FORT LAUDERDALE, Fla. — Millions more children in the U.S. learned Friday that they’re unlikely to return to classrooms full time in the fall because of the coronavirus pandemic as death tolls reached new highs.
It came as many states — particularly in the Sunbelt — struggled to cope with the surge and governments worldwide tried to control fresh outbreaks. In a sign of how the virus is galloping around the globe, the World Health Organization reported nearly a quarter-million new infections in a single day.
In the U.S., teams of military medics were deployed in Texas and California to help hospitals deluged by coronavirus patients. The two most populous states each reported roughly 10,000 new cases and some of their highest death counts since the pandemic began. Big numbers in Florida, Arizona and other states also are helping drive the U.S. resurgence that’s forcing states to rethink the school year.
California Gov. Gavin Newsom laid out strict criteria for school reopenings that makes classroom instruction unlikely for most districts. The Democrat’s rules mandate that students above second grade and all staff wear masks.
Texas gave public schools permission to stay closed for more than 5 million students well into the fall. Under the guidelines, schools can hold online-only instruction for up to the first eight weeks, potentially pushing a return to campus in some cities until November.
Most Chicago children would return to the classroom just two days a week and spend the other three days learning remotely under a tentative plan outlined by officials from the nation’s third-largest school district. A final decision for fall classes for the district’s more than 300,000 students won’t come until late August.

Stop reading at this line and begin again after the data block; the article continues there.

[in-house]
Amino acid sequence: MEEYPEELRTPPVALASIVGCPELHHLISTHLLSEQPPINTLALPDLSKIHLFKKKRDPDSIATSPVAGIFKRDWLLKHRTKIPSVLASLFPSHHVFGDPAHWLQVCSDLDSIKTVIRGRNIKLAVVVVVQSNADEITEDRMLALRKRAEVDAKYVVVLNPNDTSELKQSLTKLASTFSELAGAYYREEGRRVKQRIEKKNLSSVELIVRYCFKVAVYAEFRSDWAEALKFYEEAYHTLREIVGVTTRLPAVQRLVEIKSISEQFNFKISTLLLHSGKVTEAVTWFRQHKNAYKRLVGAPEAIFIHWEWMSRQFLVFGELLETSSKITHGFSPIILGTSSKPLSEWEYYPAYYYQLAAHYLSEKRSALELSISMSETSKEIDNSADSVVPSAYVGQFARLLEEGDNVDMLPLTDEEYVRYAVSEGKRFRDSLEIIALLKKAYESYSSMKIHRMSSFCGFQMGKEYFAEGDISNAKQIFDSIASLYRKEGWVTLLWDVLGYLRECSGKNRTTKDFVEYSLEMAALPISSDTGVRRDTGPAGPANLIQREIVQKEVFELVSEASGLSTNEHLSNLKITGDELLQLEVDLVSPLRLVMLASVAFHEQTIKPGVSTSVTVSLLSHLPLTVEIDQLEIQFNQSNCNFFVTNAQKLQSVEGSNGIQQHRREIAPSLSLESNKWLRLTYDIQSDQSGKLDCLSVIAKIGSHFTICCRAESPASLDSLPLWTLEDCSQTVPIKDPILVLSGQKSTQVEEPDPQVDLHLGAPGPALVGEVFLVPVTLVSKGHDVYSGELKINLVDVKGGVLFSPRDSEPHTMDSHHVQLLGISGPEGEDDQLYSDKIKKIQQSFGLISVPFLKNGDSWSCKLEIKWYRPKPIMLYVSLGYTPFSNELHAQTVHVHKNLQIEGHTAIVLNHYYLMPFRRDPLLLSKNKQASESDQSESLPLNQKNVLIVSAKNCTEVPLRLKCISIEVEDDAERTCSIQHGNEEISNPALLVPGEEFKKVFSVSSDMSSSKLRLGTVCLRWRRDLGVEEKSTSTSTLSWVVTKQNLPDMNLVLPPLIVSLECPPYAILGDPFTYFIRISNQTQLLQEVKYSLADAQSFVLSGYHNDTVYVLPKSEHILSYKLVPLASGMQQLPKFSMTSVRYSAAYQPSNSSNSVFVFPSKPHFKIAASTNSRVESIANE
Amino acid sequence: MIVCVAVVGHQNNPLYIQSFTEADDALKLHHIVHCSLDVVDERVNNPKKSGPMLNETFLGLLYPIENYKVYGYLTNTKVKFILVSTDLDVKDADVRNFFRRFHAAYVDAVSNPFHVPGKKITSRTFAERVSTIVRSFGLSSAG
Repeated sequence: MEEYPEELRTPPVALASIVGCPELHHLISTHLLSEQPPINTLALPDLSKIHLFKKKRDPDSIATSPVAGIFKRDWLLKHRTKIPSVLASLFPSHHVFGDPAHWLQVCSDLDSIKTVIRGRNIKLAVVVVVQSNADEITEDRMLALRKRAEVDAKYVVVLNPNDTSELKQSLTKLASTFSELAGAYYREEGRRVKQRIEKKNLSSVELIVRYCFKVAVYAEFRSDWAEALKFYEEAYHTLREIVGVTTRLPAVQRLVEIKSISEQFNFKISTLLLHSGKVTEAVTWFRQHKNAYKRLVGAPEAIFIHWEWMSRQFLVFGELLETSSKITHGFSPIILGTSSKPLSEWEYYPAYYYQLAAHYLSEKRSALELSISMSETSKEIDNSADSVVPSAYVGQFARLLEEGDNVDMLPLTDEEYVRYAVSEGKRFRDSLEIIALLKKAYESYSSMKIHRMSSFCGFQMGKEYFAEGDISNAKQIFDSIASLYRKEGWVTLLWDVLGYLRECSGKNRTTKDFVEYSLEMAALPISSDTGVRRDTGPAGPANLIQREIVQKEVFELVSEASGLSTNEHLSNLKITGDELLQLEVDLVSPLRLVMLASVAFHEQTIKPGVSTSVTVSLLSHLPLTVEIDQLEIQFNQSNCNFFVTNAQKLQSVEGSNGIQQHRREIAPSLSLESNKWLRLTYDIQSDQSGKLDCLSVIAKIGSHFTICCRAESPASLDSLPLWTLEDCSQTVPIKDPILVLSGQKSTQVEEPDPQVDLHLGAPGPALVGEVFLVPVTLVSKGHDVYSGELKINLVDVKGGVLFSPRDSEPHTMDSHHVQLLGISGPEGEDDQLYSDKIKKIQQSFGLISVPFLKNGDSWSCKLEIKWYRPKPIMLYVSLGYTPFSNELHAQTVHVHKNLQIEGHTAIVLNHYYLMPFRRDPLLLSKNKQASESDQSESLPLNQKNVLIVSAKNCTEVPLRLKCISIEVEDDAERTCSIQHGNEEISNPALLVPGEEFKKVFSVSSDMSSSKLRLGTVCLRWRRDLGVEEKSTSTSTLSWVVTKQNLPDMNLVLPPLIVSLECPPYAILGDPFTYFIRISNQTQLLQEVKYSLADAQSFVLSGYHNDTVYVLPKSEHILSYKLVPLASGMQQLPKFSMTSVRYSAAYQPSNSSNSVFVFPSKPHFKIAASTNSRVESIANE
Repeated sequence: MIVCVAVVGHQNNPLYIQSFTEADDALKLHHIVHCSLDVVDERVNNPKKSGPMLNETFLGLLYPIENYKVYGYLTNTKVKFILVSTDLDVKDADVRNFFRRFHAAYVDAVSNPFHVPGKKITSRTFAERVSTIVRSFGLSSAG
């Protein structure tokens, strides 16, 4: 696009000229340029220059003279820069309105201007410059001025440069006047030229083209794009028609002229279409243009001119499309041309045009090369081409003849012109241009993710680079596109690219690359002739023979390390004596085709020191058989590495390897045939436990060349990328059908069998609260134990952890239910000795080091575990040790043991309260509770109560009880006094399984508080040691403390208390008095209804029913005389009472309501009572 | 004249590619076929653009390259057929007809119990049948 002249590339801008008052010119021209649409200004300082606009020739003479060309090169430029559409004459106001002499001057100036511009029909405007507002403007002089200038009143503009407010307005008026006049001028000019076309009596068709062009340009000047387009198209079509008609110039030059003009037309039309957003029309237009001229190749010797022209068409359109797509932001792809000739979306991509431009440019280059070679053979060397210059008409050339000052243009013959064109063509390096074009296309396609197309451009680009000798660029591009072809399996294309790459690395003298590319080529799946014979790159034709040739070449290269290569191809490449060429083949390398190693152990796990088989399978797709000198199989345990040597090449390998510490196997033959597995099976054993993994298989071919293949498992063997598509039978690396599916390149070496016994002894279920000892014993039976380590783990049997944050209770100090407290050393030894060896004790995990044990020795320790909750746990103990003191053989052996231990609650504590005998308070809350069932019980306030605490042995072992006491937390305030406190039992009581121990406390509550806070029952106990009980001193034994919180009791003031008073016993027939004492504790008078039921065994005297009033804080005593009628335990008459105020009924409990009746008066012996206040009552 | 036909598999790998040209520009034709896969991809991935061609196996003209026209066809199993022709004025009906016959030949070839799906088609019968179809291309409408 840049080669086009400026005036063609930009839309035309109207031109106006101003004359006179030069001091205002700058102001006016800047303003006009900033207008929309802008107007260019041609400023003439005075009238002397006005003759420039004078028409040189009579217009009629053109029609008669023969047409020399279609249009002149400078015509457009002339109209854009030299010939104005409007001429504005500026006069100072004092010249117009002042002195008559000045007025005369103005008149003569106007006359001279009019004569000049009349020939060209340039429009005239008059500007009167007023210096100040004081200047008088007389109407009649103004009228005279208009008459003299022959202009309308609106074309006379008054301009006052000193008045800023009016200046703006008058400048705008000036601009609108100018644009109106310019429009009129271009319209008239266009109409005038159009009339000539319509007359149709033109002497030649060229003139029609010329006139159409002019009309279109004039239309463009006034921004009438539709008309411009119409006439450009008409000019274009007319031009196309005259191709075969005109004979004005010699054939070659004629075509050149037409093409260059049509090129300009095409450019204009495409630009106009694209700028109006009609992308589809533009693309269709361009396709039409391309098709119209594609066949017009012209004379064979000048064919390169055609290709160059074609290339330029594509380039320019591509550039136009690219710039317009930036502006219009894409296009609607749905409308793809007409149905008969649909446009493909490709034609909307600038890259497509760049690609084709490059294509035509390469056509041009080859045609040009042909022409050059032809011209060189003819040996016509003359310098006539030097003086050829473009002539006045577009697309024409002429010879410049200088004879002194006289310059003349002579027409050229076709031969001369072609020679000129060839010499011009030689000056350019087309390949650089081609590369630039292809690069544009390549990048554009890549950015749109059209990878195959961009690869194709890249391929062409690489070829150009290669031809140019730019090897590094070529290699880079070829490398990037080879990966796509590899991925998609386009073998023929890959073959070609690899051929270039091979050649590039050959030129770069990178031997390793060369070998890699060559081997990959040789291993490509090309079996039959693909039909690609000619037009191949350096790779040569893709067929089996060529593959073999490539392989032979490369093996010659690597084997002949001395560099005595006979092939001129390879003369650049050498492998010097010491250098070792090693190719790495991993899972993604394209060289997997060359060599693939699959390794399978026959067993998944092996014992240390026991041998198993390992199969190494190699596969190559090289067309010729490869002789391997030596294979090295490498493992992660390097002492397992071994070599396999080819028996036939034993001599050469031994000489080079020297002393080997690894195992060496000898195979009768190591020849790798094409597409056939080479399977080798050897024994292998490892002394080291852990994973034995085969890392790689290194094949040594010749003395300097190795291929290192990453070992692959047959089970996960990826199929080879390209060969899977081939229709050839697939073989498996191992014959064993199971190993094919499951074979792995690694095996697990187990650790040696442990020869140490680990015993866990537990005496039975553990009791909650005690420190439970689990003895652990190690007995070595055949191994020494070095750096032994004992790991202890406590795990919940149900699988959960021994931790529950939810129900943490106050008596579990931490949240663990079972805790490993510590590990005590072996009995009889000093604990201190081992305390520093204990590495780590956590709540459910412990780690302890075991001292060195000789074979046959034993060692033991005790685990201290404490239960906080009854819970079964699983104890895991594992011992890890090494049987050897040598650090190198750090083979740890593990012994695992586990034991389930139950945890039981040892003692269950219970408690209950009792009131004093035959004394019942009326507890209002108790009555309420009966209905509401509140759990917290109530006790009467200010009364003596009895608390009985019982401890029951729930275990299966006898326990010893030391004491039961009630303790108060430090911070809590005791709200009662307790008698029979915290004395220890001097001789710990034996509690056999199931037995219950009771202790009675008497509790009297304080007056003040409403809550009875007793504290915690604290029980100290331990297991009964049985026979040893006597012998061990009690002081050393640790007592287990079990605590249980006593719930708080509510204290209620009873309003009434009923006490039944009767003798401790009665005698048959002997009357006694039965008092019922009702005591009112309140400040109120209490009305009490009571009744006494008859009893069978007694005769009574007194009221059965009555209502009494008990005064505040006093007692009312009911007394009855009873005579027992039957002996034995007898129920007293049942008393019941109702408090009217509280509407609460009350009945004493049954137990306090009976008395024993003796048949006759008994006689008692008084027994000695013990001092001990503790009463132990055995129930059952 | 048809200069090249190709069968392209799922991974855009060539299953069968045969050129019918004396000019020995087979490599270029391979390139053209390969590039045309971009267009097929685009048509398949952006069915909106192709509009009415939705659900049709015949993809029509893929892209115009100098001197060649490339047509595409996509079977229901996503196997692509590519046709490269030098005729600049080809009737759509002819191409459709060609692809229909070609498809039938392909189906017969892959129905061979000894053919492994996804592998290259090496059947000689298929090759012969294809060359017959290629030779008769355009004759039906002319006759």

Iowa Gov. Kim Reynolds, a Republican, announced she will override school districts and require students to spend at least half of their schooling in classrooms, drawing criticism from the state teachers union.
The uncertainty about the way to safely restart schools has parents like Ivette Garcia of Orange Park, Florida, struggling with what to do. When she learned her school district only had two options this fall, in-person or virtual lessons, she decided to keep her kindergarten son home. She plans to schedule instruction before and after work, with her parents reinforcing education in between.
“The schools’ start date is less than 30 days away. And I don’t feel that there’s a very great plan in place that makes me feel comfortable enough to send my baby to school and then return back to our family dynamic,” Garcia said.
Several states have been reporting record numbers of COVID-19 this week, contributing to a surge in the national death rate. The seven-day rolling average for daily new deaths has risen 34 per cent from two weeks ago, while the case count in that period shot up 43 per cent.
Texas reported a record 174 new deaths, and more than 10,000 additional cases for the fourth consecutive day. California’s nearly 10,000 confirmed cases were its third-highest daily total, and it recorded 130 deaths during a week of seesawing infection numbers.
Florida reported 128 new deaths Friday and 11,345 additional cases.
There were signs across the Sunbelt that the virus was stretching authorities’ capacity to respond. The medical examiner’s office in metro Phoenix has gotten portable storage coolers and ordered more to handle an influx of bodies — reminiscent of New York City at the height of the pandemic there.
In Houston, an 86-person Army medical team worked to take over a wing of United Memorial Medical Center. In California, military doctors, nurses and other health care specialists were being deployed to eight hospitals facing staffing shortages.
Globally, confirmed cases numbered more than 13.9 million Friday, according to a tally from Johns Hopkins University, and COVID-19 deaths totalled more than 590,000. WHO reported a single-day record of new infections: over 237,000. Experts believe that the true numbers are even higher.
India’s total confirmed cases surpassed 1 million, the third-highest in the world — behind the United States and Brazil — and its death toll reached more than 25,000. The surge in India — where experts believe the vast majority of cases are still being missed — drove home concerns over the readiness of some countries to cope with outbreaks that could test feeble health care systems.
British Prime Minister Boris Johnson charted a different course, announcing that as of Aug. 1, the government was no longer asking people to avoid public transit or work from home.
The U.K.’s official death toll, which stood at more than 45,000, has for several weeks been the highest in Europe.